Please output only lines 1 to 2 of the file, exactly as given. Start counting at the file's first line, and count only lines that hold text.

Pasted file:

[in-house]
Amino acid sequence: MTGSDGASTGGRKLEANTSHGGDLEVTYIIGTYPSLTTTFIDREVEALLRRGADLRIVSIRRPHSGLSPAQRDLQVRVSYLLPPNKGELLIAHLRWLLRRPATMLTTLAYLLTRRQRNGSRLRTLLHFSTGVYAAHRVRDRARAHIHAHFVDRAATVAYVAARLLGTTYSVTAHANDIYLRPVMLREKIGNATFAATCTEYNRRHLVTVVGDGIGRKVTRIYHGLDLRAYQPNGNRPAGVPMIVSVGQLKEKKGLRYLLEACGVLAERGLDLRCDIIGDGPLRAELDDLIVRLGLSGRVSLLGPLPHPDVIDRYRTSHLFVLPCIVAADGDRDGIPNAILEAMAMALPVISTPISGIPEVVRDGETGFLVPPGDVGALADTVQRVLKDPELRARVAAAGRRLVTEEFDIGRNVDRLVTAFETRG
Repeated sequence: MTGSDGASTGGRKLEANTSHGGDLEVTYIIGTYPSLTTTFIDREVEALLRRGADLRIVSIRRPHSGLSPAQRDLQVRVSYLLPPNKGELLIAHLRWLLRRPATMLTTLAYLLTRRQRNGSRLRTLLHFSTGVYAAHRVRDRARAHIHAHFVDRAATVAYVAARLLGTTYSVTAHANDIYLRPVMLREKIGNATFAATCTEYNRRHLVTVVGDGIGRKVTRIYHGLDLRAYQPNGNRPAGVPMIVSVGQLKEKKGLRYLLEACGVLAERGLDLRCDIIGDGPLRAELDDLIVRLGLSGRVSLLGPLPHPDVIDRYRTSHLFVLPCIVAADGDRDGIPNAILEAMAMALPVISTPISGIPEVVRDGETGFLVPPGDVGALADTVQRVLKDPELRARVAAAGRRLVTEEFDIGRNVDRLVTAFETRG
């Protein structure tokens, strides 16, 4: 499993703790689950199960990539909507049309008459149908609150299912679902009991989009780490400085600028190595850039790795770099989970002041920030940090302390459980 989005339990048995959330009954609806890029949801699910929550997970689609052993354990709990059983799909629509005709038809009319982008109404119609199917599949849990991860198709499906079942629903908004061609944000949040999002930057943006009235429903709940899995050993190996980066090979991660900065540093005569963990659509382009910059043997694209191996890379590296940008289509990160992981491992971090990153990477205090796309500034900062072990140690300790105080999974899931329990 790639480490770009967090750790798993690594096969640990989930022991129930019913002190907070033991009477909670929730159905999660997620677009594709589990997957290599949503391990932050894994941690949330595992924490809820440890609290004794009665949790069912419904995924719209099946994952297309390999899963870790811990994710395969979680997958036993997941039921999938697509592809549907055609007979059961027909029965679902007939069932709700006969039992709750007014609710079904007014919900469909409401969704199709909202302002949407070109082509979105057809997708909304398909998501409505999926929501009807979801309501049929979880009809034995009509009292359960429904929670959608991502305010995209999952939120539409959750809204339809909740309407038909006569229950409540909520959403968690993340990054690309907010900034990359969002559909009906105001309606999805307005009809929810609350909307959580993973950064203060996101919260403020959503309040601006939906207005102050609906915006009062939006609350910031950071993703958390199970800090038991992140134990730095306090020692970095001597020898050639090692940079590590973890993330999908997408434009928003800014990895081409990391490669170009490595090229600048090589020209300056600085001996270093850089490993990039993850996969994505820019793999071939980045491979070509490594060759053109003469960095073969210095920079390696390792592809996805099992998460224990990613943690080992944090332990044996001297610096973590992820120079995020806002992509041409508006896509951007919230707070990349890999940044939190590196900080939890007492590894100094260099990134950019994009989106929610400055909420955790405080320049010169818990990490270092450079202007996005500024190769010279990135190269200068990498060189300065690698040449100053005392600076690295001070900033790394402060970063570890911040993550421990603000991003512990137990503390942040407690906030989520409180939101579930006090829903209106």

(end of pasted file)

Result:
[in-house]
Amino acid sequence: MTGSDGASTGGRKLEANTSHGGDLEVTYIIGTYPSLTTTFIDREVEALLRRGADLRIVSIRRPHSGLSPAQRDLQVRVSYLLPPNKGELLIAHLRWLLRRPATMLTTLAYLLTRRQRNGSRLRTLLHFSTGVYAAHRVRDRARAHIHAHFVDRAATVAYVAARLLGTTYSVTAHANDIYLRPVMLREKIGNATFAATCTEYNRRHLVTVVGDGIGRKVTRIYHGLDLRAYQPNGNRPAGVPMIVSVGQLKEKKGLRYLLEACGVLAERGLDLRCDIIGDGPLRAELDDLIVRLGLSGRVSLLGPLPHPDVIDRYRTSHLFVLPCIVAADGDRDGIPNAILEAMAMALPVISTPISGIPEVVRDGETGFLVPPGDVGALADTVQRVLKDPELRARVAAAGRRLVTEEFDIGRNVDRLVTAFETRG